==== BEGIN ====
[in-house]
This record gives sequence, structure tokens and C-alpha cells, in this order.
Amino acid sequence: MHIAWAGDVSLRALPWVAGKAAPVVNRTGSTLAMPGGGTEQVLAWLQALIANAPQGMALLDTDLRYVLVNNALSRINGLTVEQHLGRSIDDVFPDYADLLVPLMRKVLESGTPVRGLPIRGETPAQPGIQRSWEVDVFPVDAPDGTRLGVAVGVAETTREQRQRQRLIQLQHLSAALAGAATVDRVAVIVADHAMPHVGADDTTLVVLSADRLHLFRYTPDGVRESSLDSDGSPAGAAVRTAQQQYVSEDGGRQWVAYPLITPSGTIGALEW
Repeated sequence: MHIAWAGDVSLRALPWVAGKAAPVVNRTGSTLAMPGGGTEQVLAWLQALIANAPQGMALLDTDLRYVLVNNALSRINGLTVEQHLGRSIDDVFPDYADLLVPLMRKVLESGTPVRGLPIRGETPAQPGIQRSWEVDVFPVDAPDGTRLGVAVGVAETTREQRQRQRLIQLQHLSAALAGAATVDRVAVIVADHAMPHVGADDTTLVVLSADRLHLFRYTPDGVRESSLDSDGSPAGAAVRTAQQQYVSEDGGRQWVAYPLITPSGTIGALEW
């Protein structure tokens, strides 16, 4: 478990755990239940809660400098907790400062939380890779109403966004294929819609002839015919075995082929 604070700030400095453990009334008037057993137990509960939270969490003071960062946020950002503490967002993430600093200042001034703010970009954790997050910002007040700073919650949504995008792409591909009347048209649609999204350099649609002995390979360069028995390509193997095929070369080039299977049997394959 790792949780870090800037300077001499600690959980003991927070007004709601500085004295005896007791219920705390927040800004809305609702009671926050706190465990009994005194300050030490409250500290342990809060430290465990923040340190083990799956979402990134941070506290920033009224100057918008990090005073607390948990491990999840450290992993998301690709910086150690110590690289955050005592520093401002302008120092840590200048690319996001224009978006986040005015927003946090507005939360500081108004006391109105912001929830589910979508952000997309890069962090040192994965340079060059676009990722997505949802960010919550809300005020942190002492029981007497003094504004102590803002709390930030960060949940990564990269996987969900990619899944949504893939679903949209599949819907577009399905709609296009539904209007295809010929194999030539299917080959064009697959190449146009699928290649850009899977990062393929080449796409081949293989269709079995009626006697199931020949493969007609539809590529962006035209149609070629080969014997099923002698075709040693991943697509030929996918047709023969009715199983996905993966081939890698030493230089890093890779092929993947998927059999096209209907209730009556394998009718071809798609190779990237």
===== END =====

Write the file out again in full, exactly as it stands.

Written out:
[in-house]
This record gives sequence, structure tokens and C-alpha cells, in this order.
Amino acid sequence: MHIAWAGDVSLRALPWVAGKAAPVVNRTGSTLAMPGGGTEQVLAWLQALIANAPQGMALLDTDLRYVLVNNALSRINGLTVEQHLGRSIDDVFPDYADLLVPLMRKVLESGTPVRGLPIRGETPAQPGIQRSWEVDVFPVDAPDGTRLGVAVGVAETTREQRQRQRLIQLQHLSAALAGAATVDRVAVIVADHAMPHVGADDTTLVVLSADRLHLFRYTPDGVRESSLDSDGSPAGAAVRTAQQQYVSEDGGRQWVAYPLITPSGTIGALEW
Repeated sequence: MHIAWAGDVSLRALPWVAGKAAPVVNRTGSTLAMPGGGTEQVLAWLQALIANAPQGMALLDTDLRYVLVNNALSRINGLTVEQHLGRSIDDVFPDYADLLVPLMRKVLESGTPVRGLPIRGETPAQPGIQRSWEVDVFPVDAPDGTRLGVAVGVAETTREQRQRQRLIQLQHLSAALAGAATVDRVAVIVADHAMPHVGADDTTLVVLSADRLHLFRYTPDGVRESSLDSDGSPAGAAVRTAQQQYVSEDGGRQWVAYPLITPSGTIGALEW
């Protein structure tokens, strides 16, 4: 478990755990239940809660400098907790400062939380890779109403966004294929819609002839015919075995082929 604070700030400095453990009334008037057993137990509960939270969490003071960062946020950002503490967002993430600093200042001034703010970009954790997050910002007040700073919650949504995008792409591909009347048209649609999204350099649609002995390979360069028995390509193997095929070369080039299977049997394959 790792949780870090800037300077001499600690959980003991927070007004709601500085004295005896007791219920705390927040800004809305609702009671926050706190465990009994005194300050030490409250500290342990809060430290465990923040340190083990799956979402990134941070506290920033009224100057918008990090005073607390948990491990999840450290992993998301690709910086150690110590690289955050005592520093401002302008120092840590200048690319996001224009978006986040005015927003946090507005939360500081108004006391109105912001929830589910979508952000997309890069962090040192994965340079060059676009990722997505949802960010919550809300005020942190002492029981007497003094504004102590803002709390930030960060949940990564990269996987969900990619899944949504893939679903949209599949819907577009399905709609296009539904209007295809010929194999030539299917080959064009697959190449146009699928290649850009899977990062393929080449796409081949293989269709079995009626006697199931020949493969007609539809590529962006035209149609070629080969014997099923002698075709040693991943697509030929996918047709023969009715199983996905993966081939890698030493230089890093890779092929993947998927059999096209209907209730009556394998009718071809798609190779990237």